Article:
How about with our newest official release, "Kindling?"
We've had the honor and joy of working with James Jean before (also–did anyone see those Baby Tatooville nametags?), and so when Mr. Jean approached us with an image and proposal for a small edition, prints of which would go to both the Asian Art Musuem's permanent collection and a benefit auction by Hayao Miyazaki held at Pixar to save the Totoro Forest, we jumped at the chance.
James approaches the printmaking process with excitement and understanding. He knew exactly what he wanted and sent us a detailed proposal with the design, colors and printing processes all fully specified. It looked wonderful. And intimidating. It's safe to say that this print required the most precise registration we've ever attempted; it really pushed our use of hand-printing on 150-year old presses to a new level of exactitude.
With as much care as we could muster (think lots of bending over things with squinty eyes, loupes & micrometers), our first set of plates, with all of the wonkery of platemaking, hand-registration, wetting, drying, rewetting, and two runs through two separate presses, yielded prints in which the red image and the blue image consistently mismatched by about a sixty-fourth of an inch. Which is pretty gosh-darn good if you ask me: 1/64" is about the width of 4 human hairs. And it was very noticeable on every single test print! So we remade the red relief plate a 64th shorter and tried again, and sure enough things snapped a bit more into place.
We were hitting it within a 128th in any direction throughout the edition. As perfect as it gets in the imperfect world of hand-printing. The prints were then sent to James for a little hand-applied highlighting of the drops in white color pencil, and edition was complete.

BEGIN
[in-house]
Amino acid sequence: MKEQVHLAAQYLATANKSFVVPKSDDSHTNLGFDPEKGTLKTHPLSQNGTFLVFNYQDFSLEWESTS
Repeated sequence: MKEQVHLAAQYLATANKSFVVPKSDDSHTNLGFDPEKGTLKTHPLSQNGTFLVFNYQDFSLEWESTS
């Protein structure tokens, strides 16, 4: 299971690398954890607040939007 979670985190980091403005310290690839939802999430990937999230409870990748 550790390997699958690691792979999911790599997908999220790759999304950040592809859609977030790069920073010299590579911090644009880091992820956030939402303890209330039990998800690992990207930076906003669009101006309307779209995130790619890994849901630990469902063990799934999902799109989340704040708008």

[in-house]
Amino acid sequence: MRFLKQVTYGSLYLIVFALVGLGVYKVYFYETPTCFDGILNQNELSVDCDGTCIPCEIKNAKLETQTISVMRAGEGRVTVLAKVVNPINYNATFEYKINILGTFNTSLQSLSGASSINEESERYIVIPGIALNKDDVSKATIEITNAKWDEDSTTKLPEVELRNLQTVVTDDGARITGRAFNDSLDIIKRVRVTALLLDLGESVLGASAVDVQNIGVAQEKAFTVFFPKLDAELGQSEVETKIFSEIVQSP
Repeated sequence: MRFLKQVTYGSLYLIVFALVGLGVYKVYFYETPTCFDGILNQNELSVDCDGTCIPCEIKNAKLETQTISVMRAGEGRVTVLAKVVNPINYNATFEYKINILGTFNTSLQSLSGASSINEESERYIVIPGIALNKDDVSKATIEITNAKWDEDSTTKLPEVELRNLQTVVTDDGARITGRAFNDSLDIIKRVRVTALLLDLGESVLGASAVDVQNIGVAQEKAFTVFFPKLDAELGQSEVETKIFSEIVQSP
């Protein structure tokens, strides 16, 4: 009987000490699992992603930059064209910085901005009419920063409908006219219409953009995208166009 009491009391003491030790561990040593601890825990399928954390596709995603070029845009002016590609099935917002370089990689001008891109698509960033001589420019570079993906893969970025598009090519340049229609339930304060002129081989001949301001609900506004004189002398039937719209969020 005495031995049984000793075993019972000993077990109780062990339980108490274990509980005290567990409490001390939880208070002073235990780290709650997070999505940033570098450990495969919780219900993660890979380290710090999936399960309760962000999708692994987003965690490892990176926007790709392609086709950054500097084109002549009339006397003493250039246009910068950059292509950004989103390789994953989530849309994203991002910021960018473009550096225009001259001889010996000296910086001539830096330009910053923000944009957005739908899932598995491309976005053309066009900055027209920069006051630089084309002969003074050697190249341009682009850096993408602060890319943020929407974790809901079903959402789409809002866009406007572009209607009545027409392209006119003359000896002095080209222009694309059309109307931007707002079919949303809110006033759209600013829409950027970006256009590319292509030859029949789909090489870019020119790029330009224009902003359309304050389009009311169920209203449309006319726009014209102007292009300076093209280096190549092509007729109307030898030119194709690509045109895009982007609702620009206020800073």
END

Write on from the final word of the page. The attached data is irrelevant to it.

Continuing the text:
- James Jean: Kindling
- Edition: 10, + 5 Artist's Proofs, 5 Printer's Proofs, and 1 Bon à tirer
- Print Size: 11.875" x 9.5"
- Intaglio and relief printed
- Printed on Rives BFK printmaking paper
- Hand-applied highlights in colored pencil by James Jean
- Signed & numbered by the artist
Another reason for our silence: Brad keeps doing very cool things and then, no matter how much I bug him about it, never can get around to blogging about them. Like, say, going on a weeklong trip to Japan in conjunction with Mark Ryden's Snow Yak Show, or heading out to LA for a weekend to meet with Pressure Printing artists past, present and future. Or, say, designing Todd Schorr's new book, "American Surreal," to be released by Last Gasp in conjunction with Todd's museum retrospective later this month at the San Jose Museum of Art.
Hopefully I can get Brad to write a more in depth post about this (huge!) project and all of the work that went into it, but suffice to say that Todd Shorr blows my mind, from what I gather one couldn't ask for a better guy to work with, and the book was a complete labor of love.
In addition to these projects for Mr. Schorr and Mr. Jean, we've been doing quite a bit of work for none other than Mr. Mark Ryden. For one, there was the twelve-color screenprint, "Silence," which we produced with Mark for MOCA. That print really deserves it's own post so I'll spare you the details for now.
Also, we have taken on the production and sales operations of Porterhouse Fine Art Editions. This has of course been amazing and fantastic, but I'm not sure what else I'm allowed to divulge before a miniature Abraham Lincoln appears behind me and silences me with his third eye and his mind.
But wait! There's more! There are all kinds of print projects in the works, many of which are shaping up to be released in bunches during the latter half of this year. So–speaking of Todd Schorr–keep an eye out for this guy:
And prints by Ron English, Femke, Travis Louie, and who knows maybe another James Jean will all hopefully be hitting our virtual shelves before December. Maybe a COOP too? Time will tell.
In any case, get set for an print-and-blog-post-packed rest of the year.